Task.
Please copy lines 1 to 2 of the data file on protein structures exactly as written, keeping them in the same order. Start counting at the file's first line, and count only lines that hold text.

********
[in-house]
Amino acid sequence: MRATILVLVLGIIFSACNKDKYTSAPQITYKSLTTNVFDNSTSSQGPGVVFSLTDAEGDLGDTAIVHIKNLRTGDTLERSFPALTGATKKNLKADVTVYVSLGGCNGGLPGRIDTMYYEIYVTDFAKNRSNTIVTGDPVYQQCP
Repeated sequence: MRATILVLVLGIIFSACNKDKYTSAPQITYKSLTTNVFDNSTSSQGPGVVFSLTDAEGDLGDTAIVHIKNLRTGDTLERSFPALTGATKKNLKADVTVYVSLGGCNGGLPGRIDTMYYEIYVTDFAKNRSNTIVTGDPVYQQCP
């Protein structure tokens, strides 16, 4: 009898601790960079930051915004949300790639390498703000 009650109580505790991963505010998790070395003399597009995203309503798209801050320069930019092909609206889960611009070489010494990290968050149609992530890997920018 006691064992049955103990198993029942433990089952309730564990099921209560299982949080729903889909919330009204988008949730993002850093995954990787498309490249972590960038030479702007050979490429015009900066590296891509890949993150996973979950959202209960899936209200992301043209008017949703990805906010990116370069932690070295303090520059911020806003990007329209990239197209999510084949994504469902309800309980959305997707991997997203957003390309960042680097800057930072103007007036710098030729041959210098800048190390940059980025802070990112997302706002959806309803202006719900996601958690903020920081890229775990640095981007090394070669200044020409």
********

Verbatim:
[in-house]
Amino acid sequence: MRATILVLVLGIIFSACNKDKYTSAPQITYKSLTTNVFDNSTSSQGPGVVFSLTDAEGDLGDTAIVHIKNLRTGDTLERSFPALTGATKKNLKADVTVYVSLGGCNGGLPGRIDTMYYEIYVTDFAKNRSNTIVTGDPVYQQCP